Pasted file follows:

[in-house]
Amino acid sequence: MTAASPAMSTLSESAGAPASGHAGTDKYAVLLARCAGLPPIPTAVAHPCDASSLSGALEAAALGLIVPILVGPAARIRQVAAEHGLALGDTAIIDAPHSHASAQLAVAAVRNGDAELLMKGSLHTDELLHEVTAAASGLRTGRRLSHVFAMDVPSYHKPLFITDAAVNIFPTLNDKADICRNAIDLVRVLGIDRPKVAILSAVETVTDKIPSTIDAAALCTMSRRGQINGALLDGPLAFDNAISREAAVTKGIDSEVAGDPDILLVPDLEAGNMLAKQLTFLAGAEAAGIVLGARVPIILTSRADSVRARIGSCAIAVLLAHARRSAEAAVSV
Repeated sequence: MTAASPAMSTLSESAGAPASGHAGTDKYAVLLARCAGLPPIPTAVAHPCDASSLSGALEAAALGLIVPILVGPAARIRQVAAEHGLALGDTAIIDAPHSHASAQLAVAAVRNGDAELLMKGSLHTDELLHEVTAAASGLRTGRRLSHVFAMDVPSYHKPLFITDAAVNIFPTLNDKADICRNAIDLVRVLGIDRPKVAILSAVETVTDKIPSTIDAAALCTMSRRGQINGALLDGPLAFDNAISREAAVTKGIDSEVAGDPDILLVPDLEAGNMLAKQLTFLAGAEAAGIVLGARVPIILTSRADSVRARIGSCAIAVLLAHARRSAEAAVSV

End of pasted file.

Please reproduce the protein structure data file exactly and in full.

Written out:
[in-house]
Amino acid sequence: MTAASPAMSTLSESAGAPASGHAGTDKYAVLLARCAGLPPIPTAVAHPCDASSLSGALEAAALGLIVPILVGPAARIRQVAAEHGLALGDTAIIDAPHSHASAQLAVAAVRNGDAELLMKGSLHTDELLHEVTAAASGLRTGRRLSHVFAMDVPSYHKPLFITDAAVNIFPTLNDKADICRNAIDLVRVLGIDRPKVAILSAVETVTDKIPSTIDAAALCTMSRRGQINGALLDGPLAFDNAISREAAVTKGIDSEVAGDPDILLVPDLEAGNMLAKQLTFLAGAEAAGIVLGARVPIILTSRADSVRARIGSCAIAVLLAHARRSAEAAVSV
Repeated sequence: MTAASPAMSTLSESAGAPASGHAGTDKYAVLLARCAGLPPIPTAVAHPCDASSLSGALEAAALGLIVPILVGPAARIRQVAAEHGLALGDTAIIDAPHSHASAQLAVAAVRNGDAELLMKGSLHTDELLHEVTAAASGLRTGRRLSHVFAMDVPSYHKPLFITDAAVNIFPTLNDKADICRNAIDLVRVLGIDRPKVAILSAVETVTDKIPSTIDAAALCTMSRRGQINGALLDGPLAFDNAISREAAVTKGIDSEVAGDPDILLVPDLEAGNMLAKQLTFLAGAEAAGIVLGARVPIILTSRADSVRARIGSCAIAVLLAHARRSAEAAVSV